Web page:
Some of the highlights will include Baron Wrangel’s attack to try and capture Tsaritsyn (Volgograd), and particularly the attack by the British Major Bruce in his single Mark V tank. The activities of the “Lost Legion” are covered, the Czech warriors that at one time ended up controlling the entire length of the Trans-Siberian rail, and stealing the Tsar’s gold reserve worth over $600 million in the process. There’s another more detailed look at how Volkov interfered with the Goeben for some naval action at the outbreak of WWI. Then, in Part V, Karpov goes on a hunt for “Kolchak’s Gold,” and it leads him to some very strange places. Fedorov’s team then makes its move to find and secure the life of Mironov (later Sergei Kirov). We get Zeppelin duels in this volume, the British 47 Squadron taking on a horde of Cossacks, and then another stunning and unexpected adventure involving Fedorov’s team.
Unlike the operational level accounts of battles earlier in the series, all the action here is presented through the eyes and experiences of either the main character set or historical local characters, like the pilots of 47 Squadron that open this volume. While there is some operational narrative to set up certain scenes and give them historical background, the action is all in small unit focus, aerial duels, Zeppelin battles, encounters with Cossacks, and armored trains, and then we get to the real show stoppers and stunners that roll through the back half of the book.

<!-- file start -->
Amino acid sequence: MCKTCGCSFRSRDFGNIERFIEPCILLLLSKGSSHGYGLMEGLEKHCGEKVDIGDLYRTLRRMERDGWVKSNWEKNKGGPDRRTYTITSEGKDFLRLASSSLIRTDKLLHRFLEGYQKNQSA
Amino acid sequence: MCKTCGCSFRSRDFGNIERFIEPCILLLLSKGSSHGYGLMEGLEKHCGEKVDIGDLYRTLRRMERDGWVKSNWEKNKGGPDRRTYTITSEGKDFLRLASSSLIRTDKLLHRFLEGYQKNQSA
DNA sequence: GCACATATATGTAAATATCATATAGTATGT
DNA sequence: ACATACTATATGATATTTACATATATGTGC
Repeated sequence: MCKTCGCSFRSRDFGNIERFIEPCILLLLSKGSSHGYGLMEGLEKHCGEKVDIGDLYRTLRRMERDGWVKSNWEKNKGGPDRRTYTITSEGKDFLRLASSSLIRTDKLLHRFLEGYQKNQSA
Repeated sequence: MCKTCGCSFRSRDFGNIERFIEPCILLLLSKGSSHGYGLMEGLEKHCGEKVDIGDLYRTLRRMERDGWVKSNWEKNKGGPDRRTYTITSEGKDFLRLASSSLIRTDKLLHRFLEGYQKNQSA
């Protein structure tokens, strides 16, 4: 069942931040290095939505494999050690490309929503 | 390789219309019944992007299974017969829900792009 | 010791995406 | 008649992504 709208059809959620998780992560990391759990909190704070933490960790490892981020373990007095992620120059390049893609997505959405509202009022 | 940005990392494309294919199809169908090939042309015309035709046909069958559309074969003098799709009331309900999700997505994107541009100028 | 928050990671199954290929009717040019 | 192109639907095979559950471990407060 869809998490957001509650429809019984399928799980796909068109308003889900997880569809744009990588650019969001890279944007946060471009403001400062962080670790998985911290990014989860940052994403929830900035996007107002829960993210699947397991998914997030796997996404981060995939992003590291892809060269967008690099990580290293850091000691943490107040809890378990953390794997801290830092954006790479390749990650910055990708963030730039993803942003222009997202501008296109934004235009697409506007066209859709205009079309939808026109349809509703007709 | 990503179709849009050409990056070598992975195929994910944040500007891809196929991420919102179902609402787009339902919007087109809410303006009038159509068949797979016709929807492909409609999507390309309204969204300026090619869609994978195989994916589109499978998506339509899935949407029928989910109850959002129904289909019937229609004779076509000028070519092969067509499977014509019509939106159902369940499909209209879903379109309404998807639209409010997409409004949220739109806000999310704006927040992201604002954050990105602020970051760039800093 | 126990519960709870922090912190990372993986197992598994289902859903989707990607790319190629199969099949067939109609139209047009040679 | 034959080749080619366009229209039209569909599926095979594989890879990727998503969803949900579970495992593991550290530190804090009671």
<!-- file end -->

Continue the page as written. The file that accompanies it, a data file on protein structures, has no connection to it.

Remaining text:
There hasn’t been a plot twist like this since Brigadier Kinlan dropped in the desert war in North Africa, but this is entirely different, and more profound. Needless to say, Karpov gets much more than the gold he is seeking, and then Fedorov has a parallel experience with his team after an airship duel that strands them in the arctic north. Tales of mystery and imagination soon follow, and all inexorably tied back into the loom of local lore and the underlying mystery of the Tunguska Event that has been the beating heart of the series all along. At the vert outset of this volume the author signals something different is ahead with a quote from Thomas Merton: “The Imagination should be allowed a certain freedom to browse around.”
Without spoiling anything, get ready for some real surprises here. All I can say is that Marine Corporal Zykov loved it, and so did I. Fedorov and Karpov dominate the cast of main characters, eventually meeting to unite all the mission teams and compare notes from their startling discoveries. Their speculation of what it all means is a classic dialogue the likes of which we have seen many times when those two get together. As per his promise to stay with the main characters in all the key action of the upcoming season, this volume was intense and engaging, particularly as it started gaining strange momentum from part V on. This one takes our heroes to places they often feared to go, and for good reasons. The author specifically vetoed certain images that had been suggested for the cover so as not to reveal any of the major events here, and I’ve done my best not to put any spoilers into this narrative. It’s best to not know what’s coming, or even try to guess, and then just take the great ride this volume becomes before the end. I did…You come too.
Don’t miss The Mission, on sale in time for the “Ides of March.”